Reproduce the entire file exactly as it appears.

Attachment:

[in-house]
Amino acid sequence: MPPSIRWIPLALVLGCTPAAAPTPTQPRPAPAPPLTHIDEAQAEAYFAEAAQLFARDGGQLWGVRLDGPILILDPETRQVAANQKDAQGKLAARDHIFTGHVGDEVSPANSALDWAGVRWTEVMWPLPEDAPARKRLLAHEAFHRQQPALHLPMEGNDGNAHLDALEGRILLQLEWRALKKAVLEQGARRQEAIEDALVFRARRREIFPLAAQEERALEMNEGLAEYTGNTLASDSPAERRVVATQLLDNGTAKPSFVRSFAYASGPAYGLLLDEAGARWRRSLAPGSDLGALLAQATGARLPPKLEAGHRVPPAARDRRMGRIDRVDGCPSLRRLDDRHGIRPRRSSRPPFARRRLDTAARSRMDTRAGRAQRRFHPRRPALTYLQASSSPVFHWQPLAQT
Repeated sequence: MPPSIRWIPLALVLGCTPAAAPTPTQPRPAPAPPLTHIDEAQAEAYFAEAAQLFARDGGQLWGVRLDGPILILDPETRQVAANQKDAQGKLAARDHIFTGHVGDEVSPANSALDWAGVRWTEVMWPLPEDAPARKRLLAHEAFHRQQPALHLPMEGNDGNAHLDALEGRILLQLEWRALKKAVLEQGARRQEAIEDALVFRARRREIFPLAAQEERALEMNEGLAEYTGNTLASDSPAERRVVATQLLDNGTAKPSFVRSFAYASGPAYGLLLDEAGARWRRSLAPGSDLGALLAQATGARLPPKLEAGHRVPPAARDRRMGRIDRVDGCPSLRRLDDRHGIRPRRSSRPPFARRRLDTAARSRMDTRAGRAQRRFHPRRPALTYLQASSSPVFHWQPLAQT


[in-house]
Amino acid sequence: MPPSIRWIPLALVLGCTPAAAPTPTQPRPAPAPPLTHIDEAQAEAYFAEAAQLFARDGGQLWGVRLDGPILILDPETRQVAANQKDAQGKLAARDHIFTGHVGDEVSPANSALDWAGVRWTEVMWPLPEDAPARKRLLAHEAFHRQQPALHLPMEGNDGNAHLDALEGRILLQLEWRALKKAVLEQGARRQEAIEDALVFRARRREIFPLAAQEERALEMNEGLAEYTGNTLASDSPAERRVVATQLLDNGTAKPSFVRSFAYASGPAYGLLLDEAGARWRRSLAPGSDLGALLAQATGARLPPKLEAGHRVPPAARDRRMGRIDRVDGCPSLRRLDDRHGIRPRRSSRPPFARRRLDTAARSRMDTRAGRAQRRFHPRRPALTYLQASSSPVFHWQPLAQT
Repeated sequence: MPPSIRWIPLALVLGCTPAAAPTPTQPRPAPAPPLTHIDEAQAEAYFAEAAQLFARDGGQLWGVRLDGPILILDPETRQVAANQKDAQGKLAARDHIFTGHVGDEVSPANSALDWAGVRWTEVMWPLPEDAPARKRLLAHEAFHRQQPALHLPMEGNDGNAHLDALEGRILLQLEWRALKKAVLEQGARRQEAIEDALVFRARRREIFPLAAQEERALEMNEGLAEYTGNTLASDSPAERRVVATQLLDNGTAKPSFVRSFAYASGPAYGLLLDEAGARWRRSLAPGSDLGALLAQATGARLPPKLEAGHRVPPAARDRRMGRIDRVDGCPSLRRLDDRHGIRPRRSSRPPFARRRLDTAARSRMDTRAGRAQRRFHPRRPALTYLQASSSPVFHWQPLAQT